One of the World’s Smallest Churches



Inside the tiny church


Outside the Gold Gate


Inner walls at Gold Gate

(My apologies to everyone for the longish break in posting here. Our holiday season was hectic, but fun, with extended family and no free time!)

Split: A wonderfully evocative space

In the north walls, not far from the Gold Gate is the Church of St Martin, tiny and not so well-known, but not to be missed. It’s a little church literally between the walls. I think it’s the smallest church we’ve ever seen, set in a passageway between the outer and inner walls. To get there, you need to climb up some steep narrow open steps.

Only a few people can be in there at one time. It’s still “manned” by a nun—we paid her 5kn per person to get closer, but you could just look and take a picture from the entrance. From the 14th century there was a Dominican convent next to the church.


Stained-glass window near bottom of stairs to church


Plaque on stairs going up to the church


That’s the church!

That space, in the time of the emperor Diocletian (284-305AD) was a narrow corridor (10m x 1.64m) that was used as a guardhouse and sentries’ walkway. The guards used the small windows, which are still well-preserved, to survey anyone entering the palace.

The church originates from the 5th and 6th centuries but was remodeled many times. In the time of the Croatian Duke Trpimir in the 9th century, the Duke’s chaplain, the priest Dominic, renovated it into the first Christian church in Split dedicated to the Virgin Mary, to St Gregory the Pope, and to St Martin, the father of western monasticism.

It was used by the sisters from the Monastery of the Dominican Sisters of the Third Order, until around 1372 when all had to flee from the plague. It became a storage room until 1890, when archeologist Father Franc Bulic found it. He recommended its renovation, so they built a new altar and nave. Later in 1929, a tablet was discovered, which people think might be the gravestone of the priest Dominic, its builder.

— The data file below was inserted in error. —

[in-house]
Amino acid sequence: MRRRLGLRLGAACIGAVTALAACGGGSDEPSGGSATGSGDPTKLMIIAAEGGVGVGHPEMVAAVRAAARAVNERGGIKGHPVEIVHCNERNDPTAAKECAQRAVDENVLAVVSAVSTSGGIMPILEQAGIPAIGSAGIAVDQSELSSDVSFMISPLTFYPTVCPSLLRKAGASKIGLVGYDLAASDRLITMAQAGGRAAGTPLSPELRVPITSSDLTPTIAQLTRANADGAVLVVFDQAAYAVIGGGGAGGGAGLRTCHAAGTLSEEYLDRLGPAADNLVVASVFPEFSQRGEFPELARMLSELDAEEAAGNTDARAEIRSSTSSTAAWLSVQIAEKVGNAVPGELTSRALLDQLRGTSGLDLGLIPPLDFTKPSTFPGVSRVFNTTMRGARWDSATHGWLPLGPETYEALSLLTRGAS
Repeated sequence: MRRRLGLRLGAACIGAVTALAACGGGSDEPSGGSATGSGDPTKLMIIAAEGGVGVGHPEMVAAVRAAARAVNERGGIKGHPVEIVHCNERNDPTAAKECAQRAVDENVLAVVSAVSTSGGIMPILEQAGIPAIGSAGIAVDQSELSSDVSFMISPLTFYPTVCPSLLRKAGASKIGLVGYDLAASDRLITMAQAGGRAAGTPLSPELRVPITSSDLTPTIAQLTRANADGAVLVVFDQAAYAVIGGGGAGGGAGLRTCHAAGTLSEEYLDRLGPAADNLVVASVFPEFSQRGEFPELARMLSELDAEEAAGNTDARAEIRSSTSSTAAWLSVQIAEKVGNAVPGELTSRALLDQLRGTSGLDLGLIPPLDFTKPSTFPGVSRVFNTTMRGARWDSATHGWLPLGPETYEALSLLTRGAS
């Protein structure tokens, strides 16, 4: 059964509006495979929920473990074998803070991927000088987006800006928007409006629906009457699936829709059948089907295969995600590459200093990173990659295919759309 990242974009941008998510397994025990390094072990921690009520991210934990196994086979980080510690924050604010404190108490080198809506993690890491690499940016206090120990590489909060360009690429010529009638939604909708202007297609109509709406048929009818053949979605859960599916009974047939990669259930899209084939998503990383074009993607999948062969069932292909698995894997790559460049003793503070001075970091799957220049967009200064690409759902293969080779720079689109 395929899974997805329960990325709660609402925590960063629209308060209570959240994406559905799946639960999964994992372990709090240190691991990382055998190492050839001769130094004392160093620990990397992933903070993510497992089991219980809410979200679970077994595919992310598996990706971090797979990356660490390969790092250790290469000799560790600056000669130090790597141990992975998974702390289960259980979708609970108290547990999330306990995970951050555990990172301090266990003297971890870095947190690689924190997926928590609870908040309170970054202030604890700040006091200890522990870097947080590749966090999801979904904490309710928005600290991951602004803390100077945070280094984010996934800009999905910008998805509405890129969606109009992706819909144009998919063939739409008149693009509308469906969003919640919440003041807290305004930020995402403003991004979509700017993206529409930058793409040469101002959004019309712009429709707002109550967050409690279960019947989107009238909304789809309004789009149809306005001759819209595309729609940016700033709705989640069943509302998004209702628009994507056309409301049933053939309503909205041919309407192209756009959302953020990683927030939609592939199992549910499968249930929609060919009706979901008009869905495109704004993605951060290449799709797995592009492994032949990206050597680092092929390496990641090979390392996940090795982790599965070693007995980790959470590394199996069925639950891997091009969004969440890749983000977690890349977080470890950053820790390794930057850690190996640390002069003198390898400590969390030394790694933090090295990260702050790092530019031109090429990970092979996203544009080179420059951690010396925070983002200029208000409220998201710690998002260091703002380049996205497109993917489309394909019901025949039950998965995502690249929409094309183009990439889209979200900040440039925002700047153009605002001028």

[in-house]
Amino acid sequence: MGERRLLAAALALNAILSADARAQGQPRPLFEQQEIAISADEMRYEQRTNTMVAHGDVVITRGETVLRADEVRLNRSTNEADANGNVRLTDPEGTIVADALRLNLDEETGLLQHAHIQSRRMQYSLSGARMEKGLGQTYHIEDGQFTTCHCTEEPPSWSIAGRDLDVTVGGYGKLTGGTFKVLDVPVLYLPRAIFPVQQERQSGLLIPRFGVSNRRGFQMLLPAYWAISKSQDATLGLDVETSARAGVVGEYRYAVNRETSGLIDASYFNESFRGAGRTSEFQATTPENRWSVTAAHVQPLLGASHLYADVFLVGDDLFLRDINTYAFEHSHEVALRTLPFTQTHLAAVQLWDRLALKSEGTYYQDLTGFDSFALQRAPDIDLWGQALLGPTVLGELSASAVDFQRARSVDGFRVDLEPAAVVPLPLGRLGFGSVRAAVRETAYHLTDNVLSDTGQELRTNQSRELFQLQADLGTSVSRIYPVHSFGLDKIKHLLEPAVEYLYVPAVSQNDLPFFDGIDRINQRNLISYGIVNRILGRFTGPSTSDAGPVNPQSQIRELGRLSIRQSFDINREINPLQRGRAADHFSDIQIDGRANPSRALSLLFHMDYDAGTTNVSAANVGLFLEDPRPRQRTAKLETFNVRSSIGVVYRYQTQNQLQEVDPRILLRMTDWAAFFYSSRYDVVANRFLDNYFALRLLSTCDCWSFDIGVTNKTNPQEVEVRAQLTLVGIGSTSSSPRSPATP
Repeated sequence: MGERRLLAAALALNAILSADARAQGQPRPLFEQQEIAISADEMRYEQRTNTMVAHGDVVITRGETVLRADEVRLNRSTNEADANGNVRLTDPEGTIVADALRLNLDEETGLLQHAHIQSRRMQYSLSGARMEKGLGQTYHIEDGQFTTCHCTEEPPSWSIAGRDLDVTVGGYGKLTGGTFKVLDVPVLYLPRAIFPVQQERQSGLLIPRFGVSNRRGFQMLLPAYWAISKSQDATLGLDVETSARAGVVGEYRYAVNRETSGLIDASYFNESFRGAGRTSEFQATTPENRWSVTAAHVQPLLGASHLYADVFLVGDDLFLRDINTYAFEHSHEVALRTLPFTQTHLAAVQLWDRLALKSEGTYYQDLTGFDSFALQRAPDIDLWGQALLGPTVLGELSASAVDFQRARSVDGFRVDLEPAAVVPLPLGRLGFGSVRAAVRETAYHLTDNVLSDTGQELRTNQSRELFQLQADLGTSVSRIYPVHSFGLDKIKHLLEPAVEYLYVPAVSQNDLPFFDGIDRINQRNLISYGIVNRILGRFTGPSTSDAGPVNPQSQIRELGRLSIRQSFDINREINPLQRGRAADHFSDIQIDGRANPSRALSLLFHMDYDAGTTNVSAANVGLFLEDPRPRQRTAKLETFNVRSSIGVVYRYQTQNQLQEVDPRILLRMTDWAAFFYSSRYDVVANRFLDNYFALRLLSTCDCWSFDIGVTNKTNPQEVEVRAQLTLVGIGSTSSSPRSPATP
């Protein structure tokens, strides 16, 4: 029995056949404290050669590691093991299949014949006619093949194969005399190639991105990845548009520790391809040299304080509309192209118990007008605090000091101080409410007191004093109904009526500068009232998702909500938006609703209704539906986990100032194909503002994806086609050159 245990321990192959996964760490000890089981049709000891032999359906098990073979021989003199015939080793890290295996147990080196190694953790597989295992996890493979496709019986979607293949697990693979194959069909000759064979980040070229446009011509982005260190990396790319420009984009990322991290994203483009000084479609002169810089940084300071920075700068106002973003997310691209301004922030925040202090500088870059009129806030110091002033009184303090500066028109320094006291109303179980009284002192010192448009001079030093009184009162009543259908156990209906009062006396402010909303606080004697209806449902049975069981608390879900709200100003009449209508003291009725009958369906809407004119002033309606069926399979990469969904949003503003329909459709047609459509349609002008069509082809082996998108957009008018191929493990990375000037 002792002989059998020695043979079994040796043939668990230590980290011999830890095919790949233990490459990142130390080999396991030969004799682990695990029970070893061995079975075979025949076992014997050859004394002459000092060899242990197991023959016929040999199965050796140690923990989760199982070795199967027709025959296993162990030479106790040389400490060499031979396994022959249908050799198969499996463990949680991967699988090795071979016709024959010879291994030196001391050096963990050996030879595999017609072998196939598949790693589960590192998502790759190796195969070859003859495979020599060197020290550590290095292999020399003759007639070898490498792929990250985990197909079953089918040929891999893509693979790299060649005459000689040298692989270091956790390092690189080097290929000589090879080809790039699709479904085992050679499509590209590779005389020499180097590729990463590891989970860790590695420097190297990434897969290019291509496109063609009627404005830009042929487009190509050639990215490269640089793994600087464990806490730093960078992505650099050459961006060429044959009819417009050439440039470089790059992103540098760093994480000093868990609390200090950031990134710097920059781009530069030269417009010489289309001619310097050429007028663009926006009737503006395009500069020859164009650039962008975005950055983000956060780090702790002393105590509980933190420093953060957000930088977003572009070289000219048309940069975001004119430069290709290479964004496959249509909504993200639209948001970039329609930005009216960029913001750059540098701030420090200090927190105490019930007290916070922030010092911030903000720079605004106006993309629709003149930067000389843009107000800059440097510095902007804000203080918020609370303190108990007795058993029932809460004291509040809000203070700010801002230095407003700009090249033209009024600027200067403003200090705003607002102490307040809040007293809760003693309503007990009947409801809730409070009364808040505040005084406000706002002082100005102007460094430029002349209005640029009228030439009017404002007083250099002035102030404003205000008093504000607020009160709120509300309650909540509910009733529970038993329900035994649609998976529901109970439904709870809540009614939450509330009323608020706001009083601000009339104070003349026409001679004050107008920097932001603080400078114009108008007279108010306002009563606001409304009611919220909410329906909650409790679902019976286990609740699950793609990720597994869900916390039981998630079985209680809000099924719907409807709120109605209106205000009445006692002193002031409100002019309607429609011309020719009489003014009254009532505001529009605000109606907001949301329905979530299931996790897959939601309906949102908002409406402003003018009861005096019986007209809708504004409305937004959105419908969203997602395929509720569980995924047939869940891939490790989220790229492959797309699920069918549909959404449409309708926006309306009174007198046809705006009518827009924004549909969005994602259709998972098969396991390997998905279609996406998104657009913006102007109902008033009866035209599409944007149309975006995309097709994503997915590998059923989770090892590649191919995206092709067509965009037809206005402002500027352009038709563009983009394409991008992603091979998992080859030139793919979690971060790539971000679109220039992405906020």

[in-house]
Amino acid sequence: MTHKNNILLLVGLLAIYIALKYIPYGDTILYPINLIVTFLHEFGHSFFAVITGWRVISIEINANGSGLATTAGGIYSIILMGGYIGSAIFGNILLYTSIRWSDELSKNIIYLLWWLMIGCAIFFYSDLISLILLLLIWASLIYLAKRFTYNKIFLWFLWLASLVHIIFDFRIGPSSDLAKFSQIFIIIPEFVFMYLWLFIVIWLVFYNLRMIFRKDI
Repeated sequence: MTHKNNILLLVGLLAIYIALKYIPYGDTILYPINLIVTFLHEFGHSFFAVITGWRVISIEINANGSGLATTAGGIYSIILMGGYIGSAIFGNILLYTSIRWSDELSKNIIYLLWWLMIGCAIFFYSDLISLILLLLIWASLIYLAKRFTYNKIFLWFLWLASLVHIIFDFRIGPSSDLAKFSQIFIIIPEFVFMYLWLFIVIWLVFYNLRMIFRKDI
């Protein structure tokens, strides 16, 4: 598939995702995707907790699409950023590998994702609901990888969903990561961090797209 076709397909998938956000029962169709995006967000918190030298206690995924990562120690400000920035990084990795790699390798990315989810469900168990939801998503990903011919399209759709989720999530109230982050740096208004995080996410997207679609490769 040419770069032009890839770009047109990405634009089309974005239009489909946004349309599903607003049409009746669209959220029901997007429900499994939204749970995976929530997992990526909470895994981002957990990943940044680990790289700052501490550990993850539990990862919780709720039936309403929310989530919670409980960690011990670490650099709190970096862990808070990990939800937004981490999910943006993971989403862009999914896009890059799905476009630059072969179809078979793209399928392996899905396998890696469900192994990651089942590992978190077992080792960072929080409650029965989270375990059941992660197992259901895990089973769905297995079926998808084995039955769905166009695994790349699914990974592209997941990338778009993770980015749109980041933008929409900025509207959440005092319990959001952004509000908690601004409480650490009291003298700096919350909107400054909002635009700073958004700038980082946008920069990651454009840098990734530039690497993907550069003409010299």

Early Romanesque chancel screen


Note the inscription


On the stairs going up to the church

This little church is important for the valuable Early Romanesque chancel screen of the 11th century preserved in situ. The inscription on the screen tells of the dedication of this church to the Virgin, to St Gregory the Pope and to St Martin.


About viviennemackie

Avid traveler, travel writer and photographer. In an earlier life I was a psychologist, but now am an ESL teacher. Very interested in multiculturalism, and how travel can expand one's horizons, understanding and tolerance.
This entry was posted in architecture, church, Croatia, history, Split, Uncategorized and tagged , , , , . Bookmark the permalink.

Leave a Reply

Fill in your details below or click an icon to log in: Logo

You are commenting using your account. Log Out /  Change )

Google+ photo

You are commenting using your Google+ account. Log Out /  Change )

Twitter picture

You are commenting using your Twitter account. Log Out /  Change )

Facebook photo

You are commenting using your Facebook account. Log Out /  Change )


Connecting to %s